School

Simon Fraser UniversityDepartment

MathematicsCourse Code

MATH 308Professor

Luis GoddynStudy Guide

FinalThis

**preview**shows pages 1-3. to view the full**11 pages of the document.**Supplementary Notes

Math 308-3 Fall 2010 Luis Goddyn

These notes are a supplement and summary to the textbook for Math 308. Students are

expected to know this material for the ﬁnal examination.

1. Convexity of Feasible Regions

Here is the missing proof of Theorem 13, Page 13.

Lemma 1.1. Every closed half-space in Rnis convex.

Proof. Let H⊆Rnbe a closed half-space consisting of those points x= (x1, x2,...,xn) satisfying

the inequality a1x1+a2x2+···+anxn≤b. Suppose x= (x1, x2,...,xn) and y= (y1, y2,...,yn)

belong to H, and let tsatisfy 0 ≤t≤1. We aim to show that tx+ (1 −t)y∈H. We have that x

and ysatisfy

a1x1+a2x2+···+anxn≤b

a1y1+a2y2+···+anyn≤b

Since tand 1 −tare both nonnegative, these two inequalities remain valid if we multiply the ﬁrst

by tand the second by 1 −t. We add the resulting scaled inequalities to obtain the inequality

a1(tx1+ (1 −t)y1) + a2(tx2+ (1 −t)y2) + ···+an(txn+ (1 −t)yn)≤tb + (1 −t)b=b

This last inequality states that the point tx+ (1 −t)ybelongs to H, as required.

Lemma 1.2. The intersection of two convex sets is convex.

Proof. Suppose that Sand S′are convex sets, and that xand ybelong to S∩S′. Let tsatisfy

0≤t≤1. Since Sis convex, then tx+ (1 −t)y∈S. Since S′is convex, then tx+ (1 −t)y∈S′.

Therefore tx+ (1 −t)y∈S∩S′. Therefore S∩S′is convex.

Theorem 1.3. The feasible region of a linear program is convex.

Proof. The feasible region of an LP is the intersection of a ﬁnite number of closed half-spaces. Each

half-space is convex. The theorem follows from Lemma 1.2

2. The Simplex Algorithm

The following table gives geometric and algebraic interpretations of each step of the Maximum

Simplex Algorithm. We assume that we are starting with a Tucker Tableau (which corresponds to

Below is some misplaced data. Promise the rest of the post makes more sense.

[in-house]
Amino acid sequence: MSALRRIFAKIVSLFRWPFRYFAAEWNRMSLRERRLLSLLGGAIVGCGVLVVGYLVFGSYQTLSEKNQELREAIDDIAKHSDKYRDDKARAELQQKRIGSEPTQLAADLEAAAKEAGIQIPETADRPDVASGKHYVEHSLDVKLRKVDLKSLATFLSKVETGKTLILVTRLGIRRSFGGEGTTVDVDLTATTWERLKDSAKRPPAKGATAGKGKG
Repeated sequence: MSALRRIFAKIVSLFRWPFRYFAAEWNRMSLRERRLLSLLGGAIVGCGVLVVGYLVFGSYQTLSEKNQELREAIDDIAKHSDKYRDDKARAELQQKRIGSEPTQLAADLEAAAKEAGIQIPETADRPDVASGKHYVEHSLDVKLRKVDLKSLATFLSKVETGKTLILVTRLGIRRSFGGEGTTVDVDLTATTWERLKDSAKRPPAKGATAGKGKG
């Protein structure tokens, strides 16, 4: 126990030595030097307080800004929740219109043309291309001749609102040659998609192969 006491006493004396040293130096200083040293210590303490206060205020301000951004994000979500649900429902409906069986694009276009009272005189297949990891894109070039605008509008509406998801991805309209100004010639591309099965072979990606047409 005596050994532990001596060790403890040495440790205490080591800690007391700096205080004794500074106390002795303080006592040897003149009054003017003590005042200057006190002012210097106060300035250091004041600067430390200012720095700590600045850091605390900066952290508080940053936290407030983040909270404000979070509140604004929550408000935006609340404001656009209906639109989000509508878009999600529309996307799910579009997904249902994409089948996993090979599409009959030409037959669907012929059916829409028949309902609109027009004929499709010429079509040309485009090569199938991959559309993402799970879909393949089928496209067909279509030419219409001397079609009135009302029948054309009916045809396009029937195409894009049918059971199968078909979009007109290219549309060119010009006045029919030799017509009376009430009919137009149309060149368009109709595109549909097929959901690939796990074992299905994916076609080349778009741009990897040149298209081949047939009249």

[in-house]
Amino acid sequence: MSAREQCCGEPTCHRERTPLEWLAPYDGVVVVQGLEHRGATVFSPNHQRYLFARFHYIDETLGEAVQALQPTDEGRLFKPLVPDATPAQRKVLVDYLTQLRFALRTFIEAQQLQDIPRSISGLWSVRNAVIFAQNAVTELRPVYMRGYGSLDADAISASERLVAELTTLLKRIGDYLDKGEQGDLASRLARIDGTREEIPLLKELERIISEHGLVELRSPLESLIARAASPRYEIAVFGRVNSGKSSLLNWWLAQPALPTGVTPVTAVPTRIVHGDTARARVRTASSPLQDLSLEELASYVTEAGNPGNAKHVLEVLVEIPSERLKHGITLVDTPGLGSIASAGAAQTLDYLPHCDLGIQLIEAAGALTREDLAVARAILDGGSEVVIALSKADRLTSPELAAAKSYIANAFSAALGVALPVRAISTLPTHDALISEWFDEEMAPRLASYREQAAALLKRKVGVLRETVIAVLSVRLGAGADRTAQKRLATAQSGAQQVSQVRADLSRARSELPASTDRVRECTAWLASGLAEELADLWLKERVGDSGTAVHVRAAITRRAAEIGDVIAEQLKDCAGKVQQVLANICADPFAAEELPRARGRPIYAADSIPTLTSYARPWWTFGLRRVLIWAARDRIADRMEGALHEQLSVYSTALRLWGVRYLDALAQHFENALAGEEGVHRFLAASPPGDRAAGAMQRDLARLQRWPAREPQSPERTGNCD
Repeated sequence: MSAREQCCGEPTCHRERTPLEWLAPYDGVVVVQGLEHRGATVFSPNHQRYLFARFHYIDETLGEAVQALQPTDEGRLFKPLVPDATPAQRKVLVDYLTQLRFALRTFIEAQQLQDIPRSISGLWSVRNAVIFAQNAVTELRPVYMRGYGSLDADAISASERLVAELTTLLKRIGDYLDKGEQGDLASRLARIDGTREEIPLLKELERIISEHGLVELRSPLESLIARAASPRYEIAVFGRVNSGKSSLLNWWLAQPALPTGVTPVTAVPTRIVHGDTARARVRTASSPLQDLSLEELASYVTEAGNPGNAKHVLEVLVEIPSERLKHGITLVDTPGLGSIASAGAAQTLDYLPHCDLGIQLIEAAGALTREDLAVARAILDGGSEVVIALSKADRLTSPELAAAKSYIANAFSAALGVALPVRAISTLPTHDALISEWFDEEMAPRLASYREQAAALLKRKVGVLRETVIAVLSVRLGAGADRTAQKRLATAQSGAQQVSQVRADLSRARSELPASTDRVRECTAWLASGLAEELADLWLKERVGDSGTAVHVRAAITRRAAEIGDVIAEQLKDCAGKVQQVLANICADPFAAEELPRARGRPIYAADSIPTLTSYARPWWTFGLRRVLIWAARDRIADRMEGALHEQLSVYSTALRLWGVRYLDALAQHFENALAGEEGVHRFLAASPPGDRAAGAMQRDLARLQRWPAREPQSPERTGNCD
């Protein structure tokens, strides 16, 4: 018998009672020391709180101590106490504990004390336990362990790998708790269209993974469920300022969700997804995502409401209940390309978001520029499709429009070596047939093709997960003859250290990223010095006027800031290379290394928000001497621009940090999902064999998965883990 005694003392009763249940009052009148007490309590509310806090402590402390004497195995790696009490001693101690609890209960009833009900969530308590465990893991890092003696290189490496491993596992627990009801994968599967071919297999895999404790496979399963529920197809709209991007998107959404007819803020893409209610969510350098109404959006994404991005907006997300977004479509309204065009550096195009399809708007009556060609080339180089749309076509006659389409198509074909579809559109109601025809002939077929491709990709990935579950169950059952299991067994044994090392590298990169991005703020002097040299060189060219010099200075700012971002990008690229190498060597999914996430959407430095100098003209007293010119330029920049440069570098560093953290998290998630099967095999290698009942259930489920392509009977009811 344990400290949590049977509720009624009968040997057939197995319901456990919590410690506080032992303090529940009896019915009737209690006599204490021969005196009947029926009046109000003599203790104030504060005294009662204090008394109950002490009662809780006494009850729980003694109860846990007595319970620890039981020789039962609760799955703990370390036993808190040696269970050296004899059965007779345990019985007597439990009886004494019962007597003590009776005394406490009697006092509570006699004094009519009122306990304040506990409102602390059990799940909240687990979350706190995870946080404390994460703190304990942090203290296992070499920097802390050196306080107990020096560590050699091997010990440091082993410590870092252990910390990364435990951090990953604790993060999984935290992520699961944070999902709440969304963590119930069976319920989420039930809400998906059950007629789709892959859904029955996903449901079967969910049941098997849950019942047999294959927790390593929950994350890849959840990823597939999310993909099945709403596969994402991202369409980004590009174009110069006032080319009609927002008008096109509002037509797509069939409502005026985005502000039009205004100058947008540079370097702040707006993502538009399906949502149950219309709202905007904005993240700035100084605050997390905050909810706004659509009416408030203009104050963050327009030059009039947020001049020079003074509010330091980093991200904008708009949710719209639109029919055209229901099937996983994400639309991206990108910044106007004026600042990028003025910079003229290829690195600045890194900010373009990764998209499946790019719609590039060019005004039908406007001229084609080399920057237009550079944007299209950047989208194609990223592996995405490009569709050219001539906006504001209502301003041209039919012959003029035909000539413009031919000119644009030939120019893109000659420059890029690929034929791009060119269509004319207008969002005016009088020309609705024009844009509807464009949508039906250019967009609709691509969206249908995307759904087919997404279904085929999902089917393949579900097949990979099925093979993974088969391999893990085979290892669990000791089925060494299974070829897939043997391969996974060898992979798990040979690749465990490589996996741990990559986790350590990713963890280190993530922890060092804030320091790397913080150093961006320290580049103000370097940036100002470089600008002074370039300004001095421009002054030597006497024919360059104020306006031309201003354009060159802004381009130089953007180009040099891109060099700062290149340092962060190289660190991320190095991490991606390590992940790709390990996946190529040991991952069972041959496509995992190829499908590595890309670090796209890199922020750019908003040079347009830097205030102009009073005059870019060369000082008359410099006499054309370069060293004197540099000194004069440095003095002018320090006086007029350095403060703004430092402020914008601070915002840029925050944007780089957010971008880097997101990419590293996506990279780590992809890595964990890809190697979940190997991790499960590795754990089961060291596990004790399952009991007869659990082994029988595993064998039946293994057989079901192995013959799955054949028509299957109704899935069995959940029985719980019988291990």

a basic solution to a maximization linear program).

Step Goal Geometrically Algebraically

(1) Check feasibility

of current tableau.

Are we within the feasible re-

gion?

If some biis <0, then solution is not

feasible. Go to step (7) to preprocess.

(2) Is the current

tableau optimal?

Is there no edge which is

“downhill”?

If every cjis ≤0, then output this op-

timal tableau and STOP.

(3) Select an outgoing

column v.

Select a downhill edge to

travel along.

Any column, say j=vsuch that cv>0

will do. The “best” vis hard to guess.

(4) Is column vun-

bounded?

Is there nothing to stop me

travelling (downhill) forever?

If cv<0 and every aiv (in column v)

is ≤0, then indicate the troublesome

column vof the unbounded tableau and

STOP.

(5) Select an incom-

ing row u.

Find a wall that I will run

into ﬁrst.

Among those aiv (in column v) with

positive values, select a row, say i=u

giving the smallest ratio bv

aiv .

(6) Pivot on auv and

go to step (2).

Move to the new extreme

point, and repeat.

Swap the labels of row uand column v.

Replace tableau entries, via the rules:

p7→ 1

p,q7→ q

p,r7→ −r

p,s7→ ps−rq

p.

1

Only pages 1-3 are available for preview. Some parts have been intentionally blurred.

Preprocessing: The following steps are executed only if the initial tableau is not feasible. It

converts an infeasible tableau into a feasible tableau. Note that the ordering of the rows in the

Tucker Tableau imposes an ordering of the main constraints.

Step Goal Geometrically Algebraically

(7) Check feasibility

of current tableau.

Are we within the feasible re-

gion yet?

If all biare ≥0, then our solution is

feasible. Go to step (1).

(8) Find the last vio-

lated row (row i).

Find the violated constraint

which occurs latest in order.

Find the largest isuch that bi<0.

(9) Check if the prob-

lem is infeasible.

Does row ishow that the fea-

sible region is empty?

If every aij (in row i) is ≥0, then indi-

cate the troublesome row iand STOP.

The LP has no solution at all!

(10) Select an outgo-

ing column v.

Select a wall to leave. Any column vsuch that aiv <0 will do.

(11) Select an incom-

ing row u≥i.

Among the current (vio-

lated) constraint (row k=

i) and those unviolated con-

straints (k > i) which come

after, ﬁnd a wall that I will

run into ﬁrst.

Compute the ratio bk

akv for k=iand

for every k > i with akv >0. Select a